Testosterone, Total, Free, Bioavailable


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Subject: Testosterone, Total, Free, Bioavailable

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  • Testosterone circulates in the blood of men and women in several forms. In healthy adults, approximately 44% of circulating testosterone is specifically bound to sex hormone–binding globulin (SHBG), 50% is nonspecifically bound to albumin, and 3–5% is bound to cortisol-binding globulin, indicating that only 2–3% is unbound and free. Current methods available to evaluate the androgen status include measurement of total testosterone, free testosterone by direct immunoassays, equilibrium dialysis, HPLC-MS, SHBG, calculated free (non–SHBG- and nonalbumin-bound) testosterone, and bioavailable (non–SHBG-bound) testosterone. In most, but not all clinical conditions, a measurement of total testosterone is adequate for the evaluation of a patient. It is widely believed that SHBG-bound testosterone is not readily available to most tissues, whereas albumin-bound and free testosterones are bioavailable. Because SHBG concentrations can be influenced by many factors (e.g., decreased by obesity, testosterone treatment, and hypoandrogenic female conditions such as polycystic ovary syndrome; increased by aging, pregnancy, and estrogen therapy), there are clinical situations in which measured concentrations of total testosterone may not reflect the bioavailable concentrations or the clinical status of the patient. In these circumstances, a supplemental test assessing bioavailable and free testosterone is helpful in clinical decision making.

  • Normal range: see Table 16.75.

TABLE 16–75
Normal Ranges of Testosterone


  • Evaluation of gonadal hormonal function


Increased In

  • Adrenal virilizing tumor causing premature puberty in boys or masculinization in women

  • CAH

  • Idiopathic hirsutism (inconclusive)

  • Stein-Leventhal syndrome: variable; increased when virilization is present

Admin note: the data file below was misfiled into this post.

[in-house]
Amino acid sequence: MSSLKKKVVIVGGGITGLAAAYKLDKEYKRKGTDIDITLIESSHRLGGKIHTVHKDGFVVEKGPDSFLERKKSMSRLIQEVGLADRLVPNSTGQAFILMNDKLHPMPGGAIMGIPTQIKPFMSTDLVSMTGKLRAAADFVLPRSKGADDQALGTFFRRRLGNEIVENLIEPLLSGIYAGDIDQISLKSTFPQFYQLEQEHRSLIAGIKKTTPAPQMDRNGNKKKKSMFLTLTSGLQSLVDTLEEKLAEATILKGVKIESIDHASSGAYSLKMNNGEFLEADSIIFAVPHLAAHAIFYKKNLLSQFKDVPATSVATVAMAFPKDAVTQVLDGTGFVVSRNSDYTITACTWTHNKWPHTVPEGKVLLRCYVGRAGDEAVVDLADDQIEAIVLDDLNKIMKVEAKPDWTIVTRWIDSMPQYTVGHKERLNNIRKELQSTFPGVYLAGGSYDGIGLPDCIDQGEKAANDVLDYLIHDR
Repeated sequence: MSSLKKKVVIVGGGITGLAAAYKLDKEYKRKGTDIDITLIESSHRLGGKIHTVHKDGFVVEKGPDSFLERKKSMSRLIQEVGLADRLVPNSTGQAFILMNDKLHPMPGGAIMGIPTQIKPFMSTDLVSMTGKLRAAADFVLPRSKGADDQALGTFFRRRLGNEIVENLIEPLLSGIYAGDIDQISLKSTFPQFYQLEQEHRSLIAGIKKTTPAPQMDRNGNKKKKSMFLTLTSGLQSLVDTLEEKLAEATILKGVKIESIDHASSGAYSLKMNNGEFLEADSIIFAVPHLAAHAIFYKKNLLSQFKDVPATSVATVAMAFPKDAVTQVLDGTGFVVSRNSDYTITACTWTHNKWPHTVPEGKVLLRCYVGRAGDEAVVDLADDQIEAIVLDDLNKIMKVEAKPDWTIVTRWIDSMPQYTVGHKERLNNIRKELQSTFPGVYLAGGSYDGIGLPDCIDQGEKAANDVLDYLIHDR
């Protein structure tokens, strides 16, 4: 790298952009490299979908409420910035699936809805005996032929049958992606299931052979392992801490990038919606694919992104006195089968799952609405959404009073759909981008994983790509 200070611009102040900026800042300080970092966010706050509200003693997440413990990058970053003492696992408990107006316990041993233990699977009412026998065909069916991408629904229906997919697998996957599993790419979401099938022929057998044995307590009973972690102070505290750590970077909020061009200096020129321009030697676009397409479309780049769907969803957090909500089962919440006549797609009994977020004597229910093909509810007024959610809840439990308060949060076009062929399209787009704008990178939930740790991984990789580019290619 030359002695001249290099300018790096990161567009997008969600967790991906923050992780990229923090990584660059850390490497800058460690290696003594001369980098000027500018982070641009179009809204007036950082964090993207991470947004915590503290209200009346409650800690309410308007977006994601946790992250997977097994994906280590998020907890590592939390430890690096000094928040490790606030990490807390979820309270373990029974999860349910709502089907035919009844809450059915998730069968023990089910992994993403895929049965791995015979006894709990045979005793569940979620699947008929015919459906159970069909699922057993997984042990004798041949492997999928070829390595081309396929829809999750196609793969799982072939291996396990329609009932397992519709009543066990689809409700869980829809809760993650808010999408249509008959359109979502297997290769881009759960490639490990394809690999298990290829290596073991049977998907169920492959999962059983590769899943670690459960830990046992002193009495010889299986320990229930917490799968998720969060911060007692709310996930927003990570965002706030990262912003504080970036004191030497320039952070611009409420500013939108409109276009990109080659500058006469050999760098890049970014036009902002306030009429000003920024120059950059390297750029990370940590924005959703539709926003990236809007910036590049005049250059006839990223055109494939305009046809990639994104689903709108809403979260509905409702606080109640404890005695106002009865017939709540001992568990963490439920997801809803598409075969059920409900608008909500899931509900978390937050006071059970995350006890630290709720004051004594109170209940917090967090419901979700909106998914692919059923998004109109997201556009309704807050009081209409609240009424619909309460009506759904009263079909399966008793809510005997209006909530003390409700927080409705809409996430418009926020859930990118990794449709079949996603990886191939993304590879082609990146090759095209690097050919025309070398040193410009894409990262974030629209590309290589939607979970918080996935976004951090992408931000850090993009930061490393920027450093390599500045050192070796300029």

• Ovarian stromal hyperthecosis

  • Use of certain drugs that alter thyroxine-binding globulins may also affect testosterone-binding globulins; however, the free testosterone level is not affected

Decreased In

  • Primary hypogonadism (e.g., orchiectomy)

  • Secondary hypogonadism (e.g., hypopituitarism)

  • Testicular feminization

  • Klinefelter syndrome levels lower than in normal male individual but higher than in normal female and orchiectomized male

  • Estrogen therapy

  • Total (but not free) testosterone decreased due to decreased SHBG (e.g., cirrhosis, chronic renal disease)


  • Due to the availability of many different forms of testosterone assays, as well as the confusion in the literature regarding their clinical relevance, there is a lack of consistency for its measurement in routine clinical situations. The earliest approaches to the measurement of free testosterone were equilibrium dialyses and ultrafiltration. These assays were very cumbersome for routine use.

  • Indirect measurement of free testosterone using isotope-labeled testosterone was one of the earlier methods proposed and widely used. The endocrine society recently reported a review of the evidence that the analog-based free testosterone immunoassays should be avoided because of the problems with accuracy and sensitivity. Free testosterone measurements by calculation using algorithms based on the law of mass action, which requires total testosterone, SHBG, and albumin concentrations, have excellent correlations with physical separation measures.

  • Testosterone exhibits significant circadian variations in young men, and early morning samples are recommended.